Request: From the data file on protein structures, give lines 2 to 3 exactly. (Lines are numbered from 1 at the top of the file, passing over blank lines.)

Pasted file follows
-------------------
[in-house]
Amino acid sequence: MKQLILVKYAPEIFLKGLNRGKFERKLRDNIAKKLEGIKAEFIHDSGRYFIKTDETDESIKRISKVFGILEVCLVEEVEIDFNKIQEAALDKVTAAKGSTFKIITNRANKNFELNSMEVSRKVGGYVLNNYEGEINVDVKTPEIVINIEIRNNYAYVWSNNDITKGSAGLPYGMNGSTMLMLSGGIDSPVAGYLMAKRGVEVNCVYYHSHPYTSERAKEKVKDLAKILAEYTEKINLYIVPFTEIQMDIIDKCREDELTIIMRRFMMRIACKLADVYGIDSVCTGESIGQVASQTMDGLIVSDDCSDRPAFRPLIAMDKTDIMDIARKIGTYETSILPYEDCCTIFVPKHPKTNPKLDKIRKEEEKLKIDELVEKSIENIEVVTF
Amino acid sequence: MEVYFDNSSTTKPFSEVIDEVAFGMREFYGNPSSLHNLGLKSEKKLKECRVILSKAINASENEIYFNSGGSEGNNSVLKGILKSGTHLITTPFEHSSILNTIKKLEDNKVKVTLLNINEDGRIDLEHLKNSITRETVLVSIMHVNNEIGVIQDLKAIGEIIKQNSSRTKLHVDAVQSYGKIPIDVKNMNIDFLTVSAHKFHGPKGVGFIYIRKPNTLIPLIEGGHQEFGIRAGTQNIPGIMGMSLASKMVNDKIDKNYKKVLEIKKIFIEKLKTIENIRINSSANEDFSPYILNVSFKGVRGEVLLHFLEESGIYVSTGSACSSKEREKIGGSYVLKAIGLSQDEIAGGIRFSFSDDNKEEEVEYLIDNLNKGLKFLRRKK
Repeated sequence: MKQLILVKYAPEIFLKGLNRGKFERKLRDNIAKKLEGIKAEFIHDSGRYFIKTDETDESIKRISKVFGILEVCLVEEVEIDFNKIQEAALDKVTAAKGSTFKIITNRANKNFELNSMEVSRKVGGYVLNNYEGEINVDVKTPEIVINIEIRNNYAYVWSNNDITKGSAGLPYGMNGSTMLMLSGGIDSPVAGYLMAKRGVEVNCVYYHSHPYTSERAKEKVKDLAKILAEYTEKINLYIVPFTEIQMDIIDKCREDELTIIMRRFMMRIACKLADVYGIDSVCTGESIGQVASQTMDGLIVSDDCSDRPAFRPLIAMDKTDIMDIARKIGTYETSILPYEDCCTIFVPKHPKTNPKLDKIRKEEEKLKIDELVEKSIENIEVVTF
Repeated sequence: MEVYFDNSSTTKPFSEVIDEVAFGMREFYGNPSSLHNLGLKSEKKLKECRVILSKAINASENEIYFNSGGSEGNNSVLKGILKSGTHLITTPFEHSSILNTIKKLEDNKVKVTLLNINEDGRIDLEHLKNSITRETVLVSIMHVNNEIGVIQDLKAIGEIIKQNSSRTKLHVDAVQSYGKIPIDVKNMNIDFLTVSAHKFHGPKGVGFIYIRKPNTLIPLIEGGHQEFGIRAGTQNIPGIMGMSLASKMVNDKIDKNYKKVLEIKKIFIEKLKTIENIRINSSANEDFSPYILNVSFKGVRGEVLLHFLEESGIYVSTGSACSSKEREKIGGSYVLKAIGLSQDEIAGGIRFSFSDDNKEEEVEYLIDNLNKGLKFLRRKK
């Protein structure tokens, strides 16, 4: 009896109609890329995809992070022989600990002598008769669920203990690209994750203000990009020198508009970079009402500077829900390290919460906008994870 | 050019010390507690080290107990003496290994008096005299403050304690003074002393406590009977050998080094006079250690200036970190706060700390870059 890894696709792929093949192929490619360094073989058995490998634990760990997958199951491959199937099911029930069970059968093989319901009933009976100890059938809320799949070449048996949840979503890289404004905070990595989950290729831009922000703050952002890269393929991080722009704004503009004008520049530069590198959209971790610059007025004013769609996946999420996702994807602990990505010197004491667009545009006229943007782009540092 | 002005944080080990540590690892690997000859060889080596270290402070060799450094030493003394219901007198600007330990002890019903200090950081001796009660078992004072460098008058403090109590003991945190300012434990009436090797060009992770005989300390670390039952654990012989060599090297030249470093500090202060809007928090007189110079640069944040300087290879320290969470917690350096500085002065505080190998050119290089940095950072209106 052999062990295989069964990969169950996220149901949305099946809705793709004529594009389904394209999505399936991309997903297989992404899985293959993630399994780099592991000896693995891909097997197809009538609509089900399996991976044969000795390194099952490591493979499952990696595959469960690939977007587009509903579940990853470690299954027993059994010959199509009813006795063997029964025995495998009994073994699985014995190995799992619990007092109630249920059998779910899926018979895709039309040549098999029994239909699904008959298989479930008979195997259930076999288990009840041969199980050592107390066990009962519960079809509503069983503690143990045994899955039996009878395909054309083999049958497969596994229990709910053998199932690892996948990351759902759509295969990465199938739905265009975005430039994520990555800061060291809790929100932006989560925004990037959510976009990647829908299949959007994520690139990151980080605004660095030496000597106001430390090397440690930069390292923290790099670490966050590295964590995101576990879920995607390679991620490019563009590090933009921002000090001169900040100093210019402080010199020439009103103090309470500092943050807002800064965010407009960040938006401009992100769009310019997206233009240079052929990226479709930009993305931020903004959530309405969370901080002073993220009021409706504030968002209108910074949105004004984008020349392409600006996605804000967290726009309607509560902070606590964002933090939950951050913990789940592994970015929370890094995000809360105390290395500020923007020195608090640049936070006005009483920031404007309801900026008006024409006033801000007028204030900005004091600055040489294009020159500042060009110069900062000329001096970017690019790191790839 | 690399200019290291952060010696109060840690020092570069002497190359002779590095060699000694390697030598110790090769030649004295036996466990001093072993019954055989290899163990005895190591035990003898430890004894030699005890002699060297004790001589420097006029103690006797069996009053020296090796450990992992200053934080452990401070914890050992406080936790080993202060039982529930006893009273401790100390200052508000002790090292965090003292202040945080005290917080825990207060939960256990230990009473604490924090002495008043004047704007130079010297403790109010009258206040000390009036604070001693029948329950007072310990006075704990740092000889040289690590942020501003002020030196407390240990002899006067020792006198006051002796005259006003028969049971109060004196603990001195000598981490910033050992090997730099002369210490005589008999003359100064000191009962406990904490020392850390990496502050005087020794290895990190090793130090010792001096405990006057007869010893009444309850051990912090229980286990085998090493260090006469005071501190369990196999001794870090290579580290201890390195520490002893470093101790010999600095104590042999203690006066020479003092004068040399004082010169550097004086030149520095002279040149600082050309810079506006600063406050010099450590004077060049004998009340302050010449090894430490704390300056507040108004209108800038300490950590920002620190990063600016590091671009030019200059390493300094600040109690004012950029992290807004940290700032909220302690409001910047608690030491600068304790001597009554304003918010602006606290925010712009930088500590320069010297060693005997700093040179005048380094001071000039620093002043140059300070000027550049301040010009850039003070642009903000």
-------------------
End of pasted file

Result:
Amino acid sequence: MKQLILVKYAPEIFLKGLNRGKFERKLRDNIAKKLEGIKAEFIHDSGRYFIKTDETDESIKRISKVFGILEVCLVEEVEIDFNKIQEAALDKVTAAKGSTFKIITNRANKNFELNSMEVSRKVGGYVLNNYEGEINVDVKTPEIVINIEIRNNYAYVWSNNDITKGSAGLPYGMNGSTMLMLSGGIDSPVAGYLMAKRGVEVNCVYYHSHPYTSERAKEKVKDLAKILAEYTEKINLYIVPFTEIQMDIIDKCREDELTIIMRRFMMRIACKLADVYGIDSVCTGESIGQVASQTMDGLIVSDDCSDRPAFRPLIAMDKTDIMDIARKIGTYETSILPYEDCCTIFVPKHPKTNPKLDKIRKEEEKLKIDELVEKSIENIEVVTF
Amino acid sequence: MEVYFDNSSTTKPFSEVIDEVAFGMREFYGNPSSLHNLGLKSEKKLKECRVILSKAINASENEIYFNSGGSEGNNSVLKGILKSGTHLITTPFEHSSILNTIKKLEDNKVKVTLLNINEDGRIDLEHLKNSITRETVLVSIMHVNNEIGVIQDLKAIGEIIKQNSSRTKLHVDAVQSYGKIPIDVKNMNIDFLTVSAHKFHGPKGVGFIYIRKPNTLIPLIEGGHQEFGIRAGTQNIPGIMGMSLASKMVNDKIDKNYKKVLEIKKIFIEKLKTIENIRINSSANEDFSPYILNVSFKGVRGEVLLHFLEESGIYVSTGSACSSKEREKIGGSYVLKAIGLSQDEIAGGIRFSFSDDNKEEEVEYLIDNLNKGLKFLRRKK